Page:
General Dating Questions/Future of Marriage in United States?
Dear Dr. Dennis Neder,
Every single day when I check the news and tabloids, more and more and more couples are getting divorced. Regardless of whether they had kids or not. If they were even married in the first place.
As you say, marriage is one of the formats of relationships. But even long term serious relationships where people live together without marriage for 20-30 years, those are breaking up daily too regardless of whether they have kids or not.
We live in a world of social networks, smartphones, text messaging, instant messaging, video chat software, dating sites, sex/affair sites like Ashley Madison, internet pornography/pictures/movies available all over your phone/computer, strip clubs, porn stars and strippers coming to your house for dances, open relationships, open marriages, workplace/school romances/flirting, casual sex, frequent business trips to other destinations, prostitutes, escorts, bisexuality, threesomes, orgies, BDSM, wild sex, and even if your neighbors/friends/family/colleagues see cheating happening, no one ever blabs to no one else like in the old days, because it's really no one's business.
This makes it super duper easy to cheat nowadays and leads to a lot of marriage breakdowns.
On the other hand, many divorces are also caused by financial problems. The housing market crashes every few years, and many people are graduating with hundreds of thousands of dollars of student loan debt that they have to pay back. Having a child is also hundreds of thousands of dollars. This leads to people divorcing, or hesitant to marry at all or have children/adopt at all in the first place.
Less and less people attend church, also many older adults marriages are breaking down at 60, 70, 80 years old, so there are less and less elders and priests demanding the youth marry as was the case in the past. Societal stigma of being divorced or never married or being a single mom/dad is obliterated in the United States now.
With the boom of dating sites, people are going on dates and having sex with different people every night and never calling them again, that they would never have rejected had it been real life or if they didn't have as many options.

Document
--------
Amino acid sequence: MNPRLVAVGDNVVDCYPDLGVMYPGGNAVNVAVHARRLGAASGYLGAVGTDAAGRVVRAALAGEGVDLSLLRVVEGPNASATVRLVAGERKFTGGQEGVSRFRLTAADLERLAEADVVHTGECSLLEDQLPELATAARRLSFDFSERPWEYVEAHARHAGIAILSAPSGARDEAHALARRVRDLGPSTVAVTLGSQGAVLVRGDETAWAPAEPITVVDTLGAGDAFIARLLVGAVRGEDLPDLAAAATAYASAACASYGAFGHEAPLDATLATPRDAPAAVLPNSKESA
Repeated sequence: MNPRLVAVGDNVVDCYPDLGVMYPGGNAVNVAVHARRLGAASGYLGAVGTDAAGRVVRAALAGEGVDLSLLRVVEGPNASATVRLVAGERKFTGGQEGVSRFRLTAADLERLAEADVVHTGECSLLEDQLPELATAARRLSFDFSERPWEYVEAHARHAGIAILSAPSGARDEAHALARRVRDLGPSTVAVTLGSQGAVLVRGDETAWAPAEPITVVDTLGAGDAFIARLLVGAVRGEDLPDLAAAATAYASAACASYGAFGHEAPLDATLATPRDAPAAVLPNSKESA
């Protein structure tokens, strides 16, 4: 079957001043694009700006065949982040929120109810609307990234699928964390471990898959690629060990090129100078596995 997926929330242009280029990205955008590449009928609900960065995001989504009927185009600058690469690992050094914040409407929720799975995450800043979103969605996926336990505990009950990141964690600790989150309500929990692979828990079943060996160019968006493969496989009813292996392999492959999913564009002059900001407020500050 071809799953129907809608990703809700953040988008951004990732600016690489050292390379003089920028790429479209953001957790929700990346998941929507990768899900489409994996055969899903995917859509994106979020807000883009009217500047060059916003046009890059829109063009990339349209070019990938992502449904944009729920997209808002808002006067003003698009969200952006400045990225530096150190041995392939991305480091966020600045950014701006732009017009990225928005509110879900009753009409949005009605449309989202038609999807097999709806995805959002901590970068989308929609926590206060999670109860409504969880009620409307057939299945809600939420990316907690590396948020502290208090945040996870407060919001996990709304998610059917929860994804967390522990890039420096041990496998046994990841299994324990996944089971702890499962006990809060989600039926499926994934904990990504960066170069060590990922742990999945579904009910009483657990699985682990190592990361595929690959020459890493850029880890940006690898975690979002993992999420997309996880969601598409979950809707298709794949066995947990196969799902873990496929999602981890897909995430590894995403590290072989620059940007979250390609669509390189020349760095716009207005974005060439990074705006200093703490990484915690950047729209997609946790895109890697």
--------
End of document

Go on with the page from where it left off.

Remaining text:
Drinks, drugs, smoking, this is all open everywhere, and young teens are experimenting with this stuff, having casual sex, and pregnancies and abortions at young ages.
All of these factors lead to this kind of stuff.
This isn't just men rejecting marriage or sleeping around. I would say it's an equal amount of women being like this too, or at least very close in percentage.
This trend was mainly in United States, England, Australia, and Europe...but has now slowly started spilling over to Asian/Middle Eastern/African strict religious cultures as well (most people there are still married because being single is generally unheard of in those cultures, but the divorce rate there has spiked dramatically and many are on their 2nd marriage).
Are most people cynical about true love these days?
The celebrity divorce rate is high...but even for regular normal daily people it seems sky high too.
What do you see as the future for marriage, living together, divorces, and relationships? Even from 5 years ago in 2010, the year 2015 is dramatically different and the dating "rules" don't even work any more.
Yes most people still get married daily...even eternal bachelor George Clooney did...but it is much different now. At the very least, no one is a virgin on their wedding night.
What do you predict as a future outcome? Do you feel marriage will become obsolete one day? Do you feel society structure will collapse 50 years from now, if no one gets married?
What do you see life and the dating scene (in terms of marriage, commitments etc) being different in 5 years, 10 years, 15, 20, 25, 30, and 50 years from now? How are our grandchildren's lives going to be different than ours? What about the rest of the world outside Western cultures?
I'm interested in hearing your honest thoughts.
Much of what you say here is true. The divorce rate is very high as is the break-up rate. There's been a very substantial shift in priorities and opportunities when it comes to relationships over the past 5, 10, 20, 30 and 50 years. There are real, tangible foundations for these shifts as well.
You are not correct about a few of these points however and also not correct about the foundation of a few others. Without going point by point, let me just add to what you've written:
Yes, divorce rates are far higher than they were a century ago. That is due much to the fact that people get married today for different reasons. Likewise, we get divorced for different reasons too. It's important to understand that the majority of divorces (72%) or filed by women - not men. Women as it turns out are the ones who are more likely to end marriages and break up families. The general belief is that it has been men doing this - not true.
You also didn't mention that; while the divorce rate is very high, the marriage rate (the number of marriages performed) is going down - way down. For the first time in recorded history, there are more single adults than there are married adults. As well, there are more single women than there are single men by a small percentage.